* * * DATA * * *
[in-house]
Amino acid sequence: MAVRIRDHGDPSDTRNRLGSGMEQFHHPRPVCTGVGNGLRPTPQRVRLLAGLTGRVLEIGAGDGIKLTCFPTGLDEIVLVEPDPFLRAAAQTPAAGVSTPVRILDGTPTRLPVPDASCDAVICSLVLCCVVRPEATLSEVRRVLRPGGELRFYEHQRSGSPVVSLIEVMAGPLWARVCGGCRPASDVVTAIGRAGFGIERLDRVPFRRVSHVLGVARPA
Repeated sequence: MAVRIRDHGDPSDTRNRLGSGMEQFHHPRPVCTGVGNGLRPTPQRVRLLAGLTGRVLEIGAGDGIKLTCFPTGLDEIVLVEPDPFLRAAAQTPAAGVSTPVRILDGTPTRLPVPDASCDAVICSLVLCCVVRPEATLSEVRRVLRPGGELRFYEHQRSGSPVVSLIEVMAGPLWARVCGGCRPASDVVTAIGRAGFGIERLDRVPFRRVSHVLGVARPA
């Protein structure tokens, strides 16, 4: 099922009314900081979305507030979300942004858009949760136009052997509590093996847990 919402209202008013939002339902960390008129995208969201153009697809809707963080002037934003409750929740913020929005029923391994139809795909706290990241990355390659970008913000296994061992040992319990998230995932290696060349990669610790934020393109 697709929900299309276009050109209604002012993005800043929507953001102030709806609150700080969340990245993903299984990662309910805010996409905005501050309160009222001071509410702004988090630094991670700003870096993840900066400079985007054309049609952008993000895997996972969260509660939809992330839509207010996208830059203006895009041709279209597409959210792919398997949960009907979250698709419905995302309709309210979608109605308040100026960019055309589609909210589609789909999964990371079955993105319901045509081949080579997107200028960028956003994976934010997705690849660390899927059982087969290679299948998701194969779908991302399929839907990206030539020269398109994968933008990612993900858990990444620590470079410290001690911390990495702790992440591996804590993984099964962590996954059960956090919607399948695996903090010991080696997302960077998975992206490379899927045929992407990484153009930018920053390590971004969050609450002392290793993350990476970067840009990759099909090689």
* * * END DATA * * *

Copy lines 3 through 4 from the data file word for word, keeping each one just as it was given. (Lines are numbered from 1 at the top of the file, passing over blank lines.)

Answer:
Repeated sequence: MAVRIRDHGDPSDTRNRLGSGMEQFHHPRPVCTGVGNGLRPTPQRVRLLAGLTGRVLEIGAGDGIKLTCFPTGLDEIVLVEPDPFLRAAAQTPAAGVSTPVRILDGTPTRLPVPDASCDAVICSLVLCCVVRPEATLSEVRRVLRPGGELRFYEHQRSGSPVVSLIEVMAGPLWARVCGGCRPASDVVTAIGRAGFGIERLDRVPFRRVSHVLGVARPA
């Protein structure tokens, strides 16, 4: 099922009314900081979305507030979300942004858009949760136009052997509590093996847990 919402209202008013939002339902960390008129995208969201153009697809809707963080002037934003409750929740913020929005029923391994139809795909706290990241990355390659970008913000296994061992040992319990998230995932290696060349990669610790934020393109 697709929900299309276009050109209604002012993005800043929507953001102030709806609150700080969340990245993903299984990662309910805010996409905005501050309160009222001071509410702004988090630094991670700003870096993840900066400079985007054309049609952008993000895997996972969260509660939809992330839509207010996208830059203006895009041709279209597409959210792919398997949960009907979250698709419905995302309709309210979608109605308040100026960019055309589609909210589609789909999964990371079955993105319901045509081949080579997107200028960028956003994976934010997705690849660390899927059982087969290679299948998701194969779908991302399929839907990206030539020269398109994968933008990612993900858990990444620590470079410290001690911390990495702790992440591996804590993984099964962590996954059960956090919607399948695996903090010991080696997302960077998975992206490379899927045929992407990484153009930018920053390590971004969050609450002392290793993350990476970067840009990759099909090689």